5. Section 25 to which reference has been made in the lower Court only refers to the proportion and the manner in which costs should be recovered from the Municipality for any drainage work. Reference to Section 16 in Clause (b) of Sub-section (1) of Section 6 of the Act read along with the proviso indicates that in the case of lands acquired within the Municipality Section 16 would apply, as Section 16 has been-directly referred to in that clause, and if that is so the proviso to Section 16 must necessarily apply. To hold otherwise would lead to an absurd and anomalous result. It is one of the cardinal rules of construing a statute that in construing it absurdity should be avoided. The absurdity to which the construction as pressed on behalf of the respondent would lead is this, that where land such as that mentioned in the proviso is outside any Municipality the owner would get no compensation, but if it happens to fall within the Municipality the owner is entitled to compensation. There is absolutely no reason for this differential treatment. Bur, it is contended on behalf of the respondent that land within a Municipality is more valuable than land outside a Municipality. That may be so, but land which is or has bean a watercourse, whether within or outside a Municipality cannot; be used for any other purpose. It mist remain a water course. It is further urged that a watercourse may also be very valuable as in this case it is said that there is evidence that there was valuable fishery in it. But a fishery may be more valuable table outside a Municipality than inside a Municipality. This argument therefore does not remove the absurd result which would follow if the construction pressed for by the respondent is accepted. Under these circumstances it should be held that no compensation is payable for the land which has been acquired in Appeal m of 1925.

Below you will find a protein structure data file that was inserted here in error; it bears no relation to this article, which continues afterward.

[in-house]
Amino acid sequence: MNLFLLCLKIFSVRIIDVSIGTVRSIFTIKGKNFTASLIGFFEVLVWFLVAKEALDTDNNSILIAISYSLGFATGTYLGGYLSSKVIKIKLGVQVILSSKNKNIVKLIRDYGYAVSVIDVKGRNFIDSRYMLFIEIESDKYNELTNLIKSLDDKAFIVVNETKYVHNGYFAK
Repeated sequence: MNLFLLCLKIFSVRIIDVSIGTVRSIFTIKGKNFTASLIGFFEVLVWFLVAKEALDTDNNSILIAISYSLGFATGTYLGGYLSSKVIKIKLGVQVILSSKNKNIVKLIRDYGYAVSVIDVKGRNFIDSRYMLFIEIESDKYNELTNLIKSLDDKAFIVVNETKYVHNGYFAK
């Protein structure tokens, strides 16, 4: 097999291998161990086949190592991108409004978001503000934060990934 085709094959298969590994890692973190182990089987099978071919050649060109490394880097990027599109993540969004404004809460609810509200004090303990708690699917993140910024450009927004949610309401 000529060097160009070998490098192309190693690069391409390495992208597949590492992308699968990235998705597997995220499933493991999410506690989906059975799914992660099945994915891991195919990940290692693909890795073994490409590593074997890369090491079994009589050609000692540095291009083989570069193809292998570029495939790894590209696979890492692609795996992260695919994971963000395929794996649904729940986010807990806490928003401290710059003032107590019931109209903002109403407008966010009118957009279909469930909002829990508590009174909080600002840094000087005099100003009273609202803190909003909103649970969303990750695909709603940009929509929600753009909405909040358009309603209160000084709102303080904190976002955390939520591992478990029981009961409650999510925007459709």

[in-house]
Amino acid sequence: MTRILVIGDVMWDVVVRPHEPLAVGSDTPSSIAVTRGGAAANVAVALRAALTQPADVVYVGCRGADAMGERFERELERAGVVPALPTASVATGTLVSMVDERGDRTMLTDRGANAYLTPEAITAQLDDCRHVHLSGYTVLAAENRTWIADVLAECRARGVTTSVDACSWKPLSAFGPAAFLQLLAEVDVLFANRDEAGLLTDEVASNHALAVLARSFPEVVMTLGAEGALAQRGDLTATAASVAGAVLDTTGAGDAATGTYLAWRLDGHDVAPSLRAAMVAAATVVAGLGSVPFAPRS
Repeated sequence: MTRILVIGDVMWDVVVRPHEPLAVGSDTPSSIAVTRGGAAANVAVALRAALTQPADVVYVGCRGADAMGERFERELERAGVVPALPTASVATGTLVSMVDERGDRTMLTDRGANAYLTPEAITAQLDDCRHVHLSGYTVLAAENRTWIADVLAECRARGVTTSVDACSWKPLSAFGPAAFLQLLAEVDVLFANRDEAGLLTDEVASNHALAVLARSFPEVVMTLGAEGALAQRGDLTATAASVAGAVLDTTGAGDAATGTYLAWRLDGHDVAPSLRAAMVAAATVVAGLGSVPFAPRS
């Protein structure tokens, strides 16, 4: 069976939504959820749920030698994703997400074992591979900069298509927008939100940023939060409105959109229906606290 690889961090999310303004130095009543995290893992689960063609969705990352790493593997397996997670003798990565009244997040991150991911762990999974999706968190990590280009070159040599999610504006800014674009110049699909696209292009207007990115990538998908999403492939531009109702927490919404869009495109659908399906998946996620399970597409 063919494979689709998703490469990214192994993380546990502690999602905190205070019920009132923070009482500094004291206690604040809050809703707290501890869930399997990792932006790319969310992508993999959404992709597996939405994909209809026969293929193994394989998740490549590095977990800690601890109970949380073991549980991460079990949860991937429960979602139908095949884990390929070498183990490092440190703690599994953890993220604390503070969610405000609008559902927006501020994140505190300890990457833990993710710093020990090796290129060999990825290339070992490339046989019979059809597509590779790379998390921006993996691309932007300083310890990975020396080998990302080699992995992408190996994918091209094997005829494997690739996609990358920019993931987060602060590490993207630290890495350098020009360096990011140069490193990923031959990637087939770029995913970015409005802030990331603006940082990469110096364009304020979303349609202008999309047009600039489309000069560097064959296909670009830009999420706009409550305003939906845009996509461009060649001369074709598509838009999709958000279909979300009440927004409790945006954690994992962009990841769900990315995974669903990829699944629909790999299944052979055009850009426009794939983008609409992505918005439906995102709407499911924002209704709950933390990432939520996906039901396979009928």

6. Appeal No. 57 of 1925 must therefore be allowed and the order directing compensation to be paid with regard to this land mast be set aside. The appellant is entitled to his costs in both Courts. The hearing fie in this Court will be two gold mohurs.

7. The cross-objection which was preferred in this appeal has not been pressed. It is accordingly dismissed without cost. His Lordship then dealt with Appeals Nos. 55, 56, 58, 59, 60 and 61 and dismissed them.

8. With regard to Appeal No. 60 there is a cross-objection, and after placing the evidence before us it is used on behalf of the respondent that tin value of tin firm land should have been 380 rupees intead of 300 rupees as the Judge has found. The argument is that when the less30 took the lease there were cultivating tenants on the land to whom the lessors have to pay a certain sum of money which may be taken as 70 rupees par bigha. This point is some what difficult for the respondent to take, because at the time of the acquisition there were no tenants in the land and the market value is to be calculated upon the document that was effective at the time of the acquisition. As there were under tenants on the land at the time of taking the lease and as the lessee was taking the laid for the purpose of making a brickfield it is possible that he had to pay something to those tenants which need not be the present real value of their interest. That cannot be taken into consideration in ascertaining the market value.

9. This cross-objection must therefore fail and it is dismissed without costs.

Panton, J.

10. I agree.